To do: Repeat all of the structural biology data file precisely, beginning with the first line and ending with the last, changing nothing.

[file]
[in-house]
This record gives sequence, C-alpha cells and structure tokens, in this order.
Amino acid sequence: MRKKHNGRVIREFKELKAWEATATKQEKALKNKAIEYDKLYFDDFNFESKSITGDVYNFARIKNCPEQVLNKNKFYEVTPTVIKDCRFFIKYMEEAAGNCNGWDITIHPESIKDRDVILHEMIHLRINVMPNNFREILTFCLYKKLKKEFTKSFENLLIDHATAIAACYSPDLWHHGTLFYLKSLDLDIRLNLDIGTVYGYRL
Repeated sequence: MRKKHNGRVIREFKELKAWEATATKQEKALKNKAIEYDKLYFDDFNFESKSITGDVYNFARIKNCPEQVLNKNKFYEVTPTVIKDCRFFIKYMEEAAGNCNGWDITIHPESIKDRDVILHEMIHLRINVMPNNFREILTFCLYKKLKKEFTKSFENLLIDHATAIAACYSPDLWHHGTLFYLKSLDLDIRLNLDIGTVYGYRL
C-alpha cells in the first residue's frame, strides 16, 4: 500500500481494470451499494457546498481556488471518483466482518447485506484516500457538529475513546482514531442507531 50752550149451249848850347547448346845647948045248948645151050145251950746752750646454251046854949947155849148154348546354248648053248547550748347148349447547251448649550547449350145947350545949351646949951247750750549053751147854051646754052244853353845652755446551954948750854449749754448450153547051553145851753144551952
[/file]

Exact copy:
[in-house]
This record gives sequence, C-alpha cells and structure tokens, in this order.
Amino acid sequence: MRKKHNGRVIREFKELKAWEATATKQEKALKNKAIEYDKLYFDDFNFESKSITGDVYNFARIKNCPEQVLNKNKFYEVTPTVIKDCRFFIKYMEEAAGNCNGWDITIHPESIKDRDVILHEMIHLRINVMPNNFREILTFCLYKKLKKEFTKSFENLLIDHATAIAACYSPDLWHHGTLFYLKSLDLDIRLNLDIGTVYGYRL
Repeated sequence: MRKKHNGRVIREFKELKAWEATATKQEKALKNKAIEYDKLYFDDFNFESKSITGDVYNFARIKNCPEQVLNKNKFYEVTPTVIKDCRFFIKYMEEAAGNCNGWDITIHPESIKDRDVILHEMIHLRINVMPNNFREILTFCLYKKLKKEFTKSFENLLIDHATAIAACYSPDLWHHGTLFYLKSLDLDIRLNLDIGTVYGYRL
C-alpha cells in the first residue's frame, strides 16, 4: 500500500481494470451499494457546498481556488471518483466482518447485506484516500457538529475513546482514531442507531 50752550149451249848850347547448346845647948045248948645151050145251950746752750646454251046854949947155849148154348546354248648053248547550748347148349447547251448649550547449350145947350545949351646949951247750750549053751147854051646754052244853353845652755446551954948750854449749754448450153547051553145851753144551952